So, came day Tetema was to play here at the MOFO festival as part of MONA. I hit all the major things I wanted to see yesterday and then some extra luckily!
But today meeting Patton was the goal and mission. I have been psyched up and hopeful and nervous and doubtful and such and so on about managing it.
Tetema was to be on the mainstage and a lot of great stuff before that, so I spent most of my day sitting or lying on the grass watching things there, as another post will describe.
Earlier by accident I got to see their soundcheck as I was wondering around outside MONA looking at the various goings-on and the market area and then I heard a kind of crunchy metal music sound and paused to listen. Heard some vocal sounds and more of that crunching and reviewed in my mind who else was to play and nobody else fit that profile… so IT MUST BE TETEMA!
I dashed up the hill and looked down and, sure enough, it was them setting up and doing soundcheck for the day. As I came down the hill to them I took pics and video around from different angles and found my “spot” to be against the rail close to Patton during the performance.
The gear setup was great for my geekery. The mix of arrangements from Mike’s 3 hundred wires and plug ins to basic clean of drums with the spectrum in between of the other artists was an interesting view and consideration.
I loved watching Mike Patton set up his own equipment with handy help of others here and there, to include being sure to have his “sheet music” stand placed correctly while a roadie used electrical tape to secure the base from the wind.
He was largely grey showing and what I like to call his “grandpa glasses” that are a cute pick while in a pair of faded jeans and large checked shirt, nodding, agreeing, concerned scrunch faced, distaste registering at times, and so on as he adjusted the behavior of his equipment while crawling and bending and reach around and over and under the table being used.
It was cool to see a guy do his own shit on stage and be concerned and look to be a “don’t touch it, I’ll do it, hand me that, I only trust me to get it right” sort of mood or personality. I’m biased as that is how I am built.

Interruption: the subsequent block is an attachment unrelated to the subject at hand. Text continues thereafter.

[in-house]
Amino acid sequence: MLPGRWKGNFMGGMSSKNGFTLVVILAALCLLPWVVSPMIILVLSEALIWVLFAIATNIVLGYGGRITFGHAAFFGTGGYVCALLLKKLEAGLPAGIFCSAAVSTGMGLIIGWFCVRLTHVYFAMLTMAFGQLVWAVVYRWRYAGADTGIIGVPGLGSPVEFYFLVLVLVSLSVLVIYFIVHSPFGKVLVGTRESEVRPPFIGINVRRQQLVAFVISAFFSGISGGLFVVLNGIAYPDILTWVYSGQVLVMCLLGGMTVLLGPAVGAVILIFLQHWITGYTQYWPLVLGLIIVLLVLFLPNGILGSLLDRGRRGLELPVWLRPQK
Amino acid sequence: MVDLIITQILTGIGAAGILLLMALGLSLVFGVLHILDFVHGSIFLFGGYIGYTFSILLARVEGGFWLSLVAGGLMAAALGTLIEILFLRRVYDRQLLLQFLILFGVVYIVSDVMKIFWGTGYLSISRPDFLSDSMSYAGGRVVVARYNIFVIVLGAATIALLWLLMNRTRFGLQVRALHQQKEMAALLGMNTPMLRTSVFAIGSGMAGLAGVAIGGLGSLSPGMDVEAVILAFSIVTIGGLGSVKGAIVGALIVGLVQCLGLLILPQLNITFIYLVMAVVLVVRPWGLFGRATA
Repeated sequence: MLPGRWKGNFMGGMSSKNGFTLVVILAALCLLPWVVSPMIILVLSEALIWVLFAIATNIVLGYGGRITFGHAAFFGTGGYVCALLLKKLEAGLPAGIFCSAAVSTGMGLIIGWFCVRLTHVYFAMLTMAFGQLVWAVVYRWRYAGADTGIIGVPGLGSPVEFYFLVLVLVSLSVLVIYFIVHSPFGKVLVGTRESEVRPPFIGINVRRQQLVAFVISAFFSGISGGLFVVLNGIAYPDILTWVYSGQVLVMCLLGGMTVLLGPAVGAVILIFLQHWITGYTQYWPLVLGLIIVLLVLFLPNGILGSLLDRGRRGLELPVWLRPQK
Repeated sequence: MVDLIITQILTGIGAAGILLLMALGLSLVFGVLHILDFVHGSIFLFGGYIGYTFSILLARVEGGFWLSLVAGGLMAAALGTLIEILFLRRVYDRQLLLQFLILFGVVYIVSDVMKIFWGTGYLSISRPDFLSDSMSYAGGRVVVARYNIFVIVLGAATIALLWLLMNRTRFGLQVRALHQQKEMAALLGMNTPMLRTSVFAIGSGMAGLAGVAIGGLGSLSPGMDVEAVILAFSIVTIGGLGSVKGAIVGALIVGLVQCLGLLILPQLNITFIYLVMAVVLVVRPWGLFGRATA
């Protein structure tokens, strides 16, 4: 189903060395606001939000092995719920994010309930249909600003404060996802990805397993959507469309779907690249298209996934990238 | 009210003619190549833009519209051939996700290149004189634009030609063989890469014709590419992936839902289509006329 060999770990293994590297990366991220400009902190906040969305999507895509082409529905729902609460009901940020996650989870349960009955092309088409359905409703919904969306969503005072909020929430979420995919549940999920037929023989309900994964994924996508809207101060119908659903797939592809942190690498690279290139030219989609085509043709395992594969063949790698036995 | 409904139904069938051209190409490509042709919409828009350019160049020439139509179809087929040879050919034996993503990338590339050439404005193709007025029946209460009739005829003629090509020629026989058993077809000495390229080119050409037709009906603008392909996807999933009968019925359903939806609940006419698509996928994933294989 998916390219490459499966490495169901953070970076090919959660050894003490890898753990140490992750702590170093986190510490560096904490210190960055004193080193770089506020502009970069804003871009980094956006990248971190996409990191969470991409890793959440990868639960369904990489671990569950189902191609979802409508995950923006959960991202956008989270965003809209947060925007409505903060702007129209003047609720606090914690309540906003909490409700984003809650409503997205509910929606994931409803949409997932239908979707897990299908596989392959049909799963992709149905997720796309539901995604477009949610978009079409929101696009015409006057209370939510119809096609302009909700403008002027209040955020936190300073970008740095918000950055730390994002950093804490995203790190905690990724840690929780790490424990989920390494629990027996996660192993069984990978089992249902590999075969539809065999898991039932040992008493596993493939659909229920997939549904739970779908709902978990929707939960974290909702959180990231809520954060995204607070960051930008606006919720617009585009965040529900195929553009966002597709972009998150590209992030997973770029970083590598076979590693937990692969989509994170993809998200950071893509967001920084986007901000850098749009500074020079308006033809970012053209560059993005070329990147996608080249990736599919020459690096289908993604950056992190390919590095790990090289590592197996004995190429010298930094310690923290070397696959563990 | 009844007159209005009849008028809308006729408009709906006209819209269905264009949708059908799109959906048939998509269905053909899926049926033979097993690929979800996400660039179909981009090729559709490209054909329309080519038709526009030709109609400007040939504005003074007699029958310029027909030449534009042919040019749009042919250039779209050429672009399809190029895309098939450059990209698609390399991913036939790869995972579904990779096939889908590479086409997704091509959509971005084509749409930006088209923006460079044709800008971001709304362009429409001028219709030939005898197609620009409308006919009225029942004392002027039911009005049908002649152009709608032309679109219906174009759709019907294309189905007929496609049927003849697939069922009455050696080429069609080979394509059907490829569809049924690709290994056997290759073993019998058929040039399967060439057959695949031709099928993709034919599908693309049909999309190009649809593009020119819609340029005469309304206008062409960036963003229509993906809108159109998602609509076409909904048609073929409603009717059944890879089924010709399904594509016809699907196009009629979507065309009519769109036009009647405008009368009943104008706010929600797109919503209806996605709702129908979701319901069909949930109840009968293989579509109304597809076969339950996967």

But a “rock star” doing his own setup rather than roadies and then just come in to do their individual “job” while others make alterations as needed was a “normal guy” sort of thing I liked.
And lord was he chewing gum like mad. I’ve seen this back in waaaaay ago past FNM one-on-one interviews and then considered I’d not really since it in those or ones I’ve caught up with in various band or project interviews when in a group. Rarely. I came to assume this is a nervous habit. No clue if right or not, but it seems to fit. *shrug*
He also struck me as smaller than I’d considered/assumed from tv/YouTube interviews and performances. He’s normal size, he’d just come across as a bit taller and stockier than he is. Makes me think back to the day when he was really young and bare a lot with basically just muscle… he must have been a tiny guy at 18, build-wise. I can understand why I’ve read that FNM, when hearing a Mr. Bungle demo tape, assumed the singer must be a “huge fat guy”… that much voice coming out of that size kid/adult.
Makes me think of Bjork, in similar. She’s a tiny female compared to the sound that comes out of her.
Anyhoo, soundcheck was awesome to see.
I spent the day chilling around and eventually it was Tetema’s turn up. Again they put up their own gear with Mike doing all the ducking and plugging and some irritation showing at others and the equipment as he worked to get it running right for everyone.
Then they began.
It was an amazing performance. In that it was a very chill/empty/quiet feeling performance with everyone behind their instruments standing or sitting (or in Patton’s case standing or doing the sort of positive-anxious crouch and wrap his arm with mic wire thing beside or behind his table). It was a performance and not a show, so to speak. The music and his singing were amazing, really, I mean it.
Tetema are definitely a band that is magnificently better in playing than when listening on tape. The music I wasn’t giantly into on recording. It was a case of “I like some of it, other parts I find grating/annoying but can appreciate the quality in it”.
Live the music that came across in interesting ways that I found the parts I had liked to be even moreso but differently or done differently but still loved; I can’t remember any part that annoyed or grated. The harsher or crunchier parts that compositions and artists’ abilities I could appreciate on tape came across as intertwined, weaved, shifting, and emotionally bewildering as it took you along.
You could see cringes at times on Mike’s face and then other times big-happy-thrilled looks sent to other members when something came out great, apparently, at certain times. It was neat to see that, too, with him and with the entirety of the band… it was the first time they’d performed live so their was a lot of nerves, as mentioned above for just him but all, so there was a lot of expressions of feelings and thoughts going across faces. Especially his as he’s so animated and also because, duh, Patton was my primary focus. I’d landed a spot that was 15 feet from him due to the distance of the bar placement. Awesome.
I placed a video of the soundcheck on a jump-forward post and am gonna link it here, too, since it fits.